A Yoke?

Farming-With-Oxen

28 Come to me, all you who are weary and burdened, and I will give you rest. 29 Take my yoke upon you and learn from me, for I am gentle and humble in heart, and you will find rest for your souls.30 For my yoke is easy and my burden is light.”–Matthew 11

Firstly, we are long past the day when we can assume that everyone knows what a “yoke” is, especially regarding children.

As pictured, a yoke is a crafted piece of wood, used (as we would a harness for horses) for beasts of burden (oxen, etc.) to pull a cart or plow. (The carpenters Joseph and Jesus may have made such an everyday item in Nazareth.) A young ox would learn to plow by yoking it with an experienced ox.

The second obstruction to learning, in our evangelical memory verse world, is that we keep hearing verse 28, “Come unto me…,” quoted all by its lonesome.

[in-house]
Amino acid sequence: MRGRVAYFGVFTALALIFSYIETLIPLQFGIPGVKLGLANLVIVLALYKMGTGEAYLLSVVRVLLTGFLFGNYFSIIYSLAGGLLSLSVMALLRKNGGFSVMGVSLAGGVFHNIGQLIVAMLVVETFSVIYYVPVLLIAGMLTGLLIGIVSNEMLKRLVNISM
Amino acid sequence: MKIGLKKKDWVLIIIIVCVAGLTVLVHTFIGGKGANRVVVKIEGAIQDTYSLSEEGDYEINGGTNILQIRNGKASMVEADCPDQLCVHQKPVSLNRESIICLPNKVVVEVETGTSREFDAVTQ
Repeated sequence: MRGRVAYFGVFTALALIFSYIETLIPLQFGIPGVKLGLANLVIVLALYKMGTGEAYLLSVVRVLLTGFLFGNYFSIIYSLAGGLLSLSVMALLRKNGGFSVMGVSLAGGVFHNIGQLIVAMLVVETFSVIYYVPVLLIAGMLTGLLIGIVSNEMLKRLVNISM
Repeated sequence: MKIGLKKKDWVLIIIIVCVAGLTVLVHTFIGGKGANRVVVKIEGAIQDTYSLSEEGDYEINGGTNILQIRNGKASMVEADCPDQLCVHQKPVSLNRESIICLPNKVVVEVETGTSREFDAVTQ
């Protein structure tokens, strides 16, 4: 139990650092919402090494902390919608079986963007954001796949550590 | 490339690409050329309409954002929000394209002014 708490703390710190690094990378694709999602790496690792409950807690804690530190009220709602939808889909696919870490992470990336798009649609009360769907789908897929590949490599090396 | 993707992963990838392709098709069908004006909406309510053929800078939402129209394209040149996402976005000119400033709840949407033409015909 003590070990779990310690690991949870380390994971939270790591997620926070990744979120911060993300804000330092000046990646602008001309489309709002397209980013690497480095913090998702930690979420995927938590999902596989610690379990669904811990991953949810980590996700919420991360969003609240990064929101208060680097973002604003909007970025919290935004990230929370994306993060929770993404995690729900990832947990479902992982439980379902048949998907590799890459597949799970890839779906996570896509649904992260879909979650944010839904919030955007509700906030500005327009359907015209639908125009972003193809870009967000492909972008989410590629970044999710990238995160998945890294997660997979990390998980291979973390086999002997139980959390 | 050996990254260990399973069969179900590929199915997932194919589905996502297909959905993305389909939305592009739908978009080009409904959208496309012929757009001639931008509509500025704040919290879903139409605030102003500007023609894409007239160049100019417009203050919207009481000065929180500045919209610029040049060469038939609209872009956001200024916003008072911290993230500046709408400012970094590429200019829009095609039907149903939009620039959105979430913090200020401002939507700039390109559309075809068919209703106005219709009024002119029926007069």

Jesus gives us three charges: “Come…Take…Learn…”

The Zeitgeist impels us to grasp the benefit, “rest,” without the process, “take” and “learn.” As is common, we see the chiasmus, put simply, an A-B-B’-A’ structure.*

A–The invitation offers “rest”

B– This has a condition: taking Jesus’ “yoke” involves learning

B’--”…learn of me”

A’--”…rest”

You do not get the “rest” of A/A’ without B/B’. The key is Jesus, coming to him, taking his yoke of instruction and learning from him, that is, being a true disciple.

“To be a follower of Jesus is to be a disciple and therefore a learner.”–Leon Morris

“Disciple” and “learn” are cognates in Greek.

In the Old Testament background, “Jeremiah describes [apostate (see 5:5f)] Israel’s true relationship with Yahweh as a yoke which the wayward shake off (Jer. 2:20; 5:5).” [DNTT] This yoke which they discarded was the “knowledge of Yahweh and his law” (Torah).

Yoke is a “well-known metaphor for obedience.” Though Israel has thrown off the yoke of Yahweh for the yoke of captivity, Jeremiah ends in a future promise. “Yahweh says, ‘Once again…I will satisfy the weary ones…’” (ch. 31).

That ultimate satisfaction comes in Christ to those who accept his invitation to come and learn from him.

*cf. Matthew, Gundry for more detailed analysis.